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Gualtiero Frigerio
Gualtiero Frigerio

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Introduction to TimelineView

At WWDC21 Apple introduced TimelineView, a new SwiftUI View that update itself according to a schedule instead of relying on state variables.
It may be useful in some scenario, for example if you want to refresh a view only every X seconds, or if you want to animate something providing new frames at a given interval, or even if you just want to show a clock in your app.

Let’s see an example, a view that shows the time of day and changes every minute

TimelineView(.everyMinute) { context in
    Text(context.date.formatted())
}
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This is a really simple example. TimelineView is instantiated with a particular TimelineScheduler called everyMinute which fires up, guess what, every minute.
This mean every minute the Text inside TimelineView is evaluated, and the context variable passed to the closure contains the date, so you can show the current time of day.
Note I used the formatted modifier, this is another nice addition of this year and you’ll see other examples.

PeriodicTimelineSchedule

What if we want to show the time, but update is every second?
We can use a PeriodicTimelineSchedule, instantiated via periodic(from:by:) so we can set a start date (if is in the past, the view updates immediately) and define how often we want the view to update.

TimelineView(.periodic(from: .now, by: 1.0)) { context in
    Text(context.date.formatted(date: .omitted, time: .standard))
}
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in this example, the view updates every second. Note that I formatted the date differently, this time I omitted the date so it prints like this 4:30:25 PM

ExplicitTimelineSchedule

There is another tipe of schedule if we need more control, it is the ExplicitTimelineSchedule. You can provide an array of dates, and the TimelineView will be updated only at those given times.

TimelineView(.explicit(getDates())) { context in
    Text(context.date.formatted(date: .omitted, time: .standard))
}

private func getDates() -> [Date] {
    let date = Date()
    return [date,
            date.addingTimeInterval(2.0),
            date.addingTimeInterval(4.0),
            date.addingTimeInterval(6.0)]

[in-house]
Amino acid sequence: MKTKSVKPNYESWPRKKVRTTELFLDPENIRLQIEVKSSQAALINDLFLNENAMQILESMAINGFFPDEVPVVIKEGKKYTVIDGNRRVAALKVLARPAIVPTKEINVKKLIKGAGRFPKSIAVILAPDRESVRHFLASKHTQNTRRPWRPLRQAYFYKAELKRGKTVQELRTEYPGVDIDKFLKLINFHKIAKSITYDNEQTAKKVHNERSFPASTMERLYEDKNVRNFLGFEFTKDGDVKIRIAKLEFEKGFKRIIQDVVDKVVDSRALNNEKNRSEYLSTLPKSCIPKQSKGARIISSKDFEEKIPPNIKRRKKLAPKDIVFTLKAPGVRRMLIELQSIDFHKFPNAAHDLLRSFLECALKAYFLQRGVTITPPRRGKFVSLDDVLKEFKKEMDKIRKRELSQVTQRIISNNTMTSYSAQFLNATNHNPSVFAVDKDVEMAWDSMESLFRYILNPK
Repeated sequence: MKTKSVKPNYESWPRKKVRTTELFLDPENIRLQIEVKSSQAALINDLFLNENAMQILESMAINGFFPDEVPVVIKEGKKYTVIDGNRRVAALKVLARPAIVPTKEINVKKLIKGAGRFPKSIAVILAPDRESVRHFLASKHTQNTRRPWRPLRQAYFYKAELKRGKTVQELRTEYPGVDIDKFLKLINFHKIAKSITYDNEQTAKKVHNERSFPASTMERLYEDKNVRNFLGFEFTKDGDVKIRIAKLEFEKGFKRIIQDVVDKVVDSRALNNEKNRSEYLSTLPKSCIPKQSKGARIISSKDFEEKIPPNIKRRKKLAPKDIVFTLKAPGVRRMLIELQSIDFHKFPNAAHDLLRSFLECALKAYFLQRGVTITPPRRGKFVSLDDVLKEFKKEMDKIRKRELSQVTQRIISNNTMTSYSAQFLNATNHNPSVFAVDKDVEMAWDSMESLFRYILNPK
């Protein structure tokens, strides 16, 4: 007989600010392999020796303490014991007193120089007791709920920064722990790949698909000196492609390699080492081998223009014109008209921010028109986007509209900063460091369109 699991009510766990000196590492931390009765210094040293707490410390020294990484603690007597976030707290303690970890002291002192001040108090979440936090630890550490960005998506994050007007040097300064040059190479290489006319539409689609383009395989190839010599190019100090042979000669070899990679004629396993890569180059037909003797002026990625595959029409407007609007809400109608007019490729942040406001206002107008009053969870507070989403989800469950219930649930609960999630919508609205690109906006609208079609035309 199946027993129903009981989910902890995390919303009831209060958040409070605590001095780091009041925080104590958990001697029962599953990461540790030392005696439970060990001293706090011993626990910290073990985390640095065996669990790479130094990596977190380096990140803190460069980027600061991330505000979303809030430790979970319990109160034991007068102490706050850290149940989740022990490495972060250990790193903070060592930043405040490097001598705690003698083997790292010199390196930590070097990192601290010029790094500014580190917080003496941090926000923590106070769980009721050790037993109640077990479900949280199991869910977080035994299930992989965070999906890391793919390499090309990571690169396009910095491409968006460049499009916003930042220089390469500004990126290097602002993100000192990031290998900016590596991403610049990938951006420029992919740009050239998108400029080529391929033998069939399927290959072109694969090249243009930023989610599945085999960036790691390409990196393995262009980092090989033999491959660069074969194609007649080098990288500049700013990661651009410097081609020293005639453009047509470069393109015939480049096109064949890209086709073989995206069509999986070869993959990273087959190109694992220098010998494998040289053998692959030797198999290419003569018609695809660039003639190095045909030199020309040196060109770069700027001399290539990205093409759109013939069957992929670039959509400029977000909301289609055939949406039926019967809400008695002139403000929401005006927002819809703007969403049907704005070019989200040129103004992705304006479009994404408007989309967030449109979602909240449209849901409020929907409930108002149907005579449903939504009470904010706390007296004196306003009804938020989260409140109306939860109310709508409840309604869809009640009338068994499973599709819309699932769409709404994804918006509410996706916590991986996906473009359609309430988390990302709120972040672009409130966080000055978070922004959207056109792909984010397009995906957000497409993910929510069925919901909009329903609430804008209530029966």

}
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Build an analog clock

Let’s have some fun and build an analog clock in SwiftUI with the help of TimelineView. You can find the code on GitHub.

As we just saw, TimelineView provides us with a convenient way to update our views with a schedule. That sounds perfect for a clock, we need our hands to move as the time passes. If we want to implement the seconds hand, we need the scheduler to refresh the content every second so let’s start with that

var body: some View {
    TimelineView(.periodic(from: Date(), by: 1.0)) { context in
        VStack {
            Text(context.date.formatted(date: .omitted, time: .standard))
            ZStack {
                clockHands(date: context.date)
            }
        }
        .frame(width: 300, height: 300)
    }
}
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This TimelineView will refresh every seconds, now it is just a matter or placing the hands correctly

@ViewBuilder
private func clockHands(date: Date) -> some View {
    ClockHand(handScale: 0.5)
        .stroke(lineWidth: 5.0)
        .rotationEffect(angle(fromDate: date, type: .hour))
    ClockHand(handScale: 0.6)
        .stroke(lineWidth: 3.0)
        .rotationEffect(angle(fromDate: date, type: .minute))
    ClockHand(handScale: 0.8)
        .stroke(lineWidth: 1.0)
        .rotationEffect(angle(fromDate: date, type: .second))
}
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Each ClockHand is a shape and has a different line width and even a different length, as you know the hours hand is shorter than the minutes and the seconds hand is the thinner and longer.
All we need to do is rotate each hand according to its value.

private func angle(fromDate: Date, type: ClockHandType) -> Angle {
    var timeDegree = 0.0
    let calendar = Calendar.current

    switch type {
    case .hour:
        // we have 12 hours so we need to multiply by 5 to have a scale of 60
        timeDegree = CGFloat(calendar.component(.hour, from: fromDate)) * 5
    case .minute:
        timeDegree = CGFloat(calendar.component(.minute, from: fromDate))
    case .second:
        timeDegree = CGFloat(calendar.component(.second, from: fromDate))
    }
    return Angle(degrees: timeDegree * 360.0 / 60.0)
}
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there are 60 seconds in every minute and 60 minutes in every hour, but only 12 hours on the clock so we need to multiply the hour by 5 in order to make it work. That’s because I divide by 60 as you can see in the return statement.

That’s it, in a few lines of code we have an analog watch, simple but working.
Happy coding 🙂

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